What do orchestral conductors look for in a musician?
I play the flute, and know that it is a competitive world out there for us flautists. How can I stand above the rest, besides my playing skills? Should I learn to play the piccolo just as well as the flute for better chances? #orchestral-music #classical-music #orchestra #flute
I'm glad to hear that you're serious about your instrument and love it enough to consider pursuing it further. The orchestral music world is a tough one, and frankly, your playing is far and away the most important factor in determining your success. Only the best of the best are able to land those jobs, so your primary focus should be on improving your musical skill.
While you're at it, learn as much music theory, music history, etc. as you can. It will give you a stronger overall musical background, as well as provide context that will allow you to become a better player. Learning piccolo (as well as any other flute family/woodwind doubler instruments) is definitely a good idea, but only to make you more marketable to more gigs. In other words, professional flautists are more or less expected to be able to play piccolo, and even though an orchestra wouldn't likely be looking for you to play other woodwind instruments, some gigs like pit orchestras, have books for multiple instruments. Your ability to handles those means you could take that gig (and the money that goes with it).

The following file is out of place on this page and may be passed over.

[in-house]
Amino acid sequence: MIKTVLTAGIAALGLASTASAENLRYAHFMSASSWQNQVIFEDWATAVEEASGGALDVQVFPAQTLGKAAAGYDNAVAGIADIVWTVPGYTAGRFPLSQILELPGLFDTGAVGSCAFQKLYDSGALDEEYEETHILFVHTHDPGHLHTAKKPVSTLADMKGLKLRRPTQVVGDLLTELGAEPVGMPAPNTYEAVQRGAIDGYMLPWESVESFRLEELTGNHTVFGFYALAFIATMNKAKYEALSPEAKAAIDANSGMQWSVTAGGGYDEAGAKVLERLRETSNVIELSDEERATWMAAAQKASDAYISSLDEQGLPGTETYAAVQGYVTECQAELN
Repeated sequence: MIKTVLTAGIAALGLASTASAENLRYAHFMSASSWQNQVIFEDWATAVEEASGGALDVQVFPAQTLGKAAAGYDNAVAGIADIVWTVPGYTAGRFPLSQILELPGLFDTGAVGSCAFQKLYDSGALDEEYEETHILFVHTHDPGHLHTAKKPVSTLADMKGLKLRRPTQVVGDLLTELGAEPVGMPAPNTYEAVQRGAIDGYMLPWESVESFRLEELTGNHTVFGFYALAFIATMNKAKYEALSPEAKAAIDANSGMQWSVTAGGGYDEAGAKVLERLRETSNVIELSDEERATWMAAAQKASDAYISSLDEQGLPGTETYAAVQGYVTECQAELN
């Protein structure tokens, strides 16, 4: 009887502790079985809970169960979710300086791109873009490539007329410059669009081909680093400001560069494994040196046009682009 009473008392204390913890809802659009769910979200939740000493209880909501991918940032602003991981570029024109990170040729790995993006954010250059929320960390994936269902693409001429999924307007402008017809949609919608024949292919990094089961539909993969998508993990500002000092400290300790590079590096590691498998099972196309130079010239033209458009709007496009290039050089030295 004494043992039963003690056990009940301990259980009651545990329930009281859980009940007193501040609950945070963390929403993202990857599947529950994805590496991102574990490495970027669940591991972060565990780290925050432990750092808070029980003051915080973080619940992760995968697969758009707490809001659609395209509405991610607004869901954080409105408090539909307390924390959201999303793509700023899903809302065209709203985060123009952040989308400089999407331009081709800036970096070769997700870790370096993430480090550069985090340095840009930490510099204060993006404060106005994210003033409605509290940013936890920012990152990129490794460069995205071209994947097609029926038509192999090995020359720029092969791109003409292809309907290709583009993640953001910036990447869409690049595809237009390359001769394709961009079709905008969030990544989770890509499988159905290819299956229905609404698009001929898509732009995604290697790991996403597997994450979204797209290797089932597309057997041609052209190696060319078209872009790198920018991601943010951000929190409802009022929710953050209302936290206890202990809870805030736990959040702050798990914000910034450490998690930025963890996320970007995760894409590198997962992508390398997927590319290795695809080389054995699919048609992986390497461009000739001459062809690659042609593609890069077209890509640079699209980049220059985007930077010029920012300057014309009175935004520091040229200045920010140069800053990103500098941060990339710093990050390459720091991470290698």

So basically, get as good at your instrument as you can, learn as much about music as you can, and find ways to make yourself more marketable for more gigs.
Best of Luck!
Orchestra auditions are not just done with a conductor. You are often sitting behind a screen, with select orchestra members (the conductor [usually] with a combination of wind/string/percussion musicians) on the other side. You have a list of set excerpts from standard orchestral works you have to play (you will almost NEVER choose your repertoire for professional orchestra auditions). At any point in that list, they can just say "thank you" and your audition is over.
There are many ways to approach an orchestral audition, but generally speaking, there is an objective part and a subjective part to how an audition is won. At the base [objective] level, a good orchestral musician has to play in tune and in time. Preliminary audition lists generally are based on those principles. As a bassoonist, excerpts like Beethoven Symphony no. 4, Mozart's Marriage of Figaro, and Ravel's Bolero are part of that list. If you cannot demonstrate good intonation and good rhythm in the first round, you're out. If you advance, then your musicality is asked for. Can you play with style without being completely radical and beyond anything the composer wrote? This is subjective. One person could think you play with absolute beauty and abandon. The person right next to them could think you're a mess. One of the bassoon faculty members at Juilliard (who stole this from a faculty member at Rice) told the studio in a masterclass: "The person who wins an audition plays within the box, but has the biggest box." This means you really have the right combination of originality and convention that is agreeable with a lot of people on an audition panel.
I have to admit, I have never won a professional audition, and I have never gotten past the first round. But that's the story for a lot of us who are on the audition circuit currently. Regardless of how we do, we still have this fundamental understanding of how an audition is conducted. And I'm fine with still auditioning: I'm learning from every experience, and I'm applying that knowledge to my practicing and performing.
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